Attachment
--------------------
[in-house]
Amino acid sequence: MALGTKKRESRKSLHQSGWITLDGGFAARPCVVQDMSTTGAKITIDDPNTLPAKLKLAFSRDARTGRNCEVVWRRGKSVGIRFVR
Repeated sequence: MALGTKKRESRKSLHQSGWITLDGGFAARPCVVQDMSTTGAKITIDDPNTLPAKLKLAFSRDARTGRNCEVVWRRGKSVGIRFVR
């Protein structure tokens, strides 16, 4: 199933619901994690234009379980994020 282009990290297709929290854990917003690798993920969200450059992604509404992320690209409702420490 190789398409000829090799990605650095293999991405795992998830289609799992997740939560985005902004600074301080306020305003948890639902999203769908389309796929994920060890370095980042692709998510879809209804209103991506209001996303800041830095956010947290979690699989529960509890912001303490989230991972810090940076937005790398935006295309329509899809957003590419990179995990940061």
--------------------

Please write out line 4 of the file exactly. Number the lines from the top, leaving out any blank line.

């Protein structure tokens, strides 16, 4: 199933619901994690234009379980994020 282009990290297709929290854990917003690798993920969200450059992604509404992320690209409702420490 190789398409000829090799990605650095293999991405795992998830289609799992997740939560985005902004600074301080306020305003948890639902999203769908389309796929994920060890370095980042692709998510879809209804209103991506209001996303800041830095956010947290979690699989529960509890912001303490989230991972810090940076937005790398935006295309329509899809957003590419990179995990940061």